--M. J. Young


Title: Shift in Indie Game Design?
Post by: Jake Norwood on April 14, 2003, 07:56:03 PM
I just wanna pop in and say that although it's like pulling teeth trying to get people to help out on my games sometimes, I really truly appreciate the brainstorming that the forum helps me to do. It's the only forum that I read very regularly other than Actual Play, TROS, and Adept Press right now because I see good ideas all the time. La Famiglia isn't finished at all, but thanks to feedback on the forum I've got a really promising re-write. I'll be quiet about my game awhile till I know what's up, but untill then I just want to say that I'm not so sure what we're really all so upset about (on either side of the argument).

I agree that posters should be dedicated to their projects. Perhaps if every thread had a "dedication rating" in the thread title. Something like

La Famiglia: Specific question
or
La Famiglia: See the first "final" draft
or
La Famiglia: Just a thought, not to serious...

This would allow those of us that don't want our time wasted to avoid the threads that annoy us without removing some of the utility to those that really need a sounding board for their ideas, as they've got no one at home to talk to about their crazy game projects. That's what I need.

Jake


Title: Shift in Indie Game Design?
Post by: M. J. Young on April 14, 2003, 08:02:11 PM
Quote from: Andy Kitkowski
I must bring up the example ot the rpg-create group at yahoogroups (many of you have seen this group, if not joined it temporarily). It's not too heavy now, but when I found it, and joined, there were over a thousand poin....There are currently 300+ people on that group. I have never heard of any of them. None of them have apparently produced anything. I'd go as far as to say that if any of them have produced, say, anything more than a web update ("My D&D Homebrew Prestiege Classes") or uncut PDF... I'll eat my wife's homemade natto. If any of them have produced a published game that appeared on the shelf of even their local gaming store... Well, I'll eat my G***mn shoe.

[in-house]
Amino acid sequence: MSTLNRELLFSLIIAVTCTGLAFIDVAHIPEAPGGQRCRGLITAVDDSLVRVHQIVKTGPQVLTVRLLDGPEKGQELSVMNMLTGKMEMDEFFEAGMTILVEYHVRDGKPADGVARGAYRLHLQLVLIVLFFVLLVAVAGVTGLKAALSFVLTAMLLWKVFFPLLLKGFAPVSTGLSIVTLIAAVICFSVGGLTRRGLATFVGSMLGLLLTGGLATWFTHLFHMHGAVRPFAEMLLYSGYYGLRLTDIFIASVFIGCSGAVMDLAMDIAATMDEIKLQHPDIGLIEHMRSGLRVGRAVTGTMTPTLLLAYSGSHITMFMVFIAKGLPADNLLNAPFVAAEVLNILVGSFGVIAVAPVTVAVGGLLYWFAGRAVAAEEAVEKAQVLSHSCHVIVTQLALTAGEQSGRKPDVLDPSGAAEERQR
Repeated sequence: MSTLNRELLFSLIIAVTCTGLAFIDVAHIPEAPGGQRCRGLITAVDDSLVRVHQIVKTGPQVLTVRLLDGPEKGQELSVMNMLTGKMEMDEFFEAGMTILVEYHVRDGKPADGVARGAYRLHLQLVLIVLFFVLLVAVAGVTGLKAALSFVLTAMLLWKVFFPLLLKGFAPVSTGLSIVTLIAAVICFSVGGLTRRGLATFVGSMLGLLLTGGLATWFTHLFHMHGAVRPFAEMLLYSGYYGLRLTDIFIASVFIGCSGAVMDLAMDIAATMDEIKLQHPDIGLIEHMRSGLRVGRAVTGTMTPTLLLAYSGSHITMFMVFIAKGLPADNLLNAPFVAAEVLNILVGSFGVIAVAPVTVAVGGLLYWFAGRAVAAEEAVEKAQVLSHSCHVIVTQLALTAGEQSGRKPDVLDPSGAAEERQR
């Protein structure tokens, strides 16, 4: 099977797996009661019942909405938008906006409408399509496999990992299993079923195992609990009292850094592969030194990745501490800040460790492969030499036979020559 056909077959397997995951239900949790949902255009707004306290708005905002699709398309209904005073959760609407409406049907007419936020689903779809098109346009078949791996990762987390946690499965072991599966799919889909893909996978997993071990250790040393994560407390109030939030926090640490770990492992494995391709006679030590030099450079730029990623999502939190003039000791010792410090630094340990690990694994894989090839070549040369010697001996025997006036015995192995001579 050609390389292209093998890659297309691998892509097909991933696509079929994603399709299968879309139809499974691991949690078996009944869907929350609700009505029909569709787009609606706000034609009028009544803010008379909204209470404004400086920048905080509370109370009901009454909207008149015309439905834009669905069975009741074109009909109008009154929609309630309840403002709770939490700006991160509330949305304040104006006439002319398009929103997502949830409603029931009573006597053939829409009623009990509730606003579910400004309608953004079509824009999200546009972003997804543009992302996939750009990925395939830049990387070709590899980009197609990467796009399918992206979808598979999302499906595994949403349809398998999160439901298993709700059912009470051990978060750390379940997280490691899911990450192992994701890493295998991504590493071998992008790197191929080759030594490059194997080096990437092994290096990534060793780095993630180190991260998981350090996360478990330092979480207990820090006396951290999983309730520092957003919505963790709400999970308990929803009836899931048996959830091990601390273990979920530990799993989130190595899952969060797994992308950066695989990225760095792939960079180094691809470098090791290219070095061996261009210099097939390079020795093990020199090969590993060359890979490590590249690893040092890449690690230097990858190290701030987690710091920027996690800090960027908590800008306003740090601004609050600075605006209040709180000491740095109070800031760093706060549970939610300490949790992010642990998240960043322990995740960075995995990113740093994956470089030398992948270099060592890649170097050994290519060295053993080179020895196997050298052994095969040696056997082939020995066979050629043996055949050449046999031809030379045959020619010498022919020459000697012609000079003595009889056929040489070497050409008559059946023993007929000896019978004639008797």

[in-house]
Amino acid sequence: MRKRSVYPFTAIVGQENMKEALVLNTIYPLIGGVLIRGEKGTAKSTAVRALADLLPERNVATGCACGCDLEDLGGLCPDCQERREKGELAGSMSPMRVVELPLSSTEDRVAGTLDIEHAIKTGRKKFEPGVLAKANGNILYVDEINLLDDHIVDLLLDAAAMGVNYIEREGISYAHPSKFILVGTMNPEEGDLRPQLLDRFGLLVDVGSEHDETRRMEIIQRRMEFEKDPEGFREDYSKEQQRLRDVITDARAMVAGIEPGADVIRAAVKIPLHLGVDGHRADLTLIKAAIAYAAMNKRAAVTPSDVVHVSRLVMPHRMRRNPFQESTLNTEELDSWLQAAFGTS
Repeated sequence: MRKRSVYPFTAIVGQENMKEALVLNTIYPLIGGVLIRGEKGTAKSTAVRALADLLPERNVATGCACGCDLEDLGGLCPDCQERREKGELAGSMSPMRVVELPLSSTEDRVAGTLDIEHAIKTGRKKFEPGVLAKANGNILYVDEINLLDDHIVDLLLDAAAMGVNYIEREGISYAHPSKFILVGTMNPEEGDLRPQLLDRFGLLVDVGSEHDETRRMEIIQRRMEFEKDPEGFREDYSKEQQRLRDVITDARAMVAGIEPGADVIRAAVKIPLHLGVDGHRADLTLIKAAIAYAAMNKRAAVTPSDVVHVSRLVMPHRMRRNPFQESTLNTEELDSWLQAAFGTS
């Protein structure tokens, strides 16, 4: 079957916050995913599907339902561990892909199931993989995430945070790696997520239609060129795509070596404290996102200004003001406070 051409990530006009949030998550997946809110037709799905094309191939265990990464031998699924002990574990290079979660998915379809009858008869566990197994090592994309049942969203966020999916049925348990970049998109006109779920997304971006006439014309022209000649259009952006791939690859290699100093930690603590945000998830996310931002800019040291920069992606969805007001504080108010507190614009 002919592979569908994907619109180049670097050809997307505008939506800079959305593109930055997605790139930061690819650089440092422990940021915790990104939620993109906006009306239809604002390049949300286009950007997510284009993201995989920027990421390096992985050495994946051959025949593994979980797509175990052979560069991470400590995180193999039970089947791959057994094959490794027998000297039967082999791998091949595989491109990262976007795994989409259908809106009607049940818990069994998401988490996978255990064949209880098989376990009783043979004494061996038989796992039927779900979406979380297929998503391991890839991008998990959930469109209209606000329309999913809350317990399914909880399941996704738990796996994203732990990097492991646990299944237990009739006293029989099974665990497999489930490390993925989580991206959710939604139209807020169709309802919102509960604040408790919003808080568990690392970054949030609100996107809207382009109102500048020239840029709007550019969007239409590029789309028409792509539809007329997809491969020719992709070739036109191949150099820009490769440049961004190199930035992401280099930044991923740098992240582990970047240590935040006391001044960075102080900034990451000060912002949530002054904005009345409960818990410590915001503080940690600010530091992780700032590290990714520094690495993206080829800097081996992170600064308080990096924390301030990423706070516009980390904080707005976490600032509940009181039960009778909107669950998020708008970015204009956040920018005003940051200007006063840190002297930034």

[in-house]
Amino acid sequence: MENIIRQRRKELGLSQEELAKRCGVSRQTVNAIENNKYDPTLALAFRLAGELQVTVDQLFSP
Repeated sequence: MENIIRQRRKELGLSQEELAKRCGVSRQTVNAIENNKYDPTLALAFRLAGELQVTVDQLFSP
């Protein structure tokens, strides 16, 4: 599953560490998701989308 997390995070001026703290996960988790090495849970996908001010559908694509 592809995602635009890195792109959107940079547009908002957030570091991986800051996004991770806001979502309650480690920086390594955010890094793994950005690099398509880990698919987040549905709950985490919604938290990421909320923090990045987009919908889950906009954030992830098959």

Well, it happens that I'm one of those three hundred plus members; and it happens that I do have a game, in print, and available in at least a couple of real brick-and-mortar game stores as well as quite a few online outlets. However, I'll let you off the hook. First, I was published long before I was aware of that group--I joined because they were discussing my Gamers Preference Quiz, and someone informed me that a self-defined simulationist was slamming it terribly, so I felt the need to respond, or at least to read the critique. Second, I let the digests come for perhaps a month and then shifted it to web access only, and have never been back. So don't eat your shoe--I tend to agree that very little, at least, gets produced there.

--M. J. Young


Title: Shift in Indie Game Design?
Post by: Valamir on April 14, 2003, 08:04:36 PM
Quote
Is that a viable prerequisite for posting in the design forum? A game complete enough to playtest does show a certain amount of investment on the designer's part. Should there be a seperate forum for other design queries not involving ready-to-playtest projects or does that defeat the purpose?


That would be a forum addition I think I could get behind.  Indie Design, limited to games at or near playtest level.  An Idea Forum to serve as more of a concept crucible.  It would still need to be moderated to avoid having it become a brain dump fest, but I think the distinction is a pretty good one.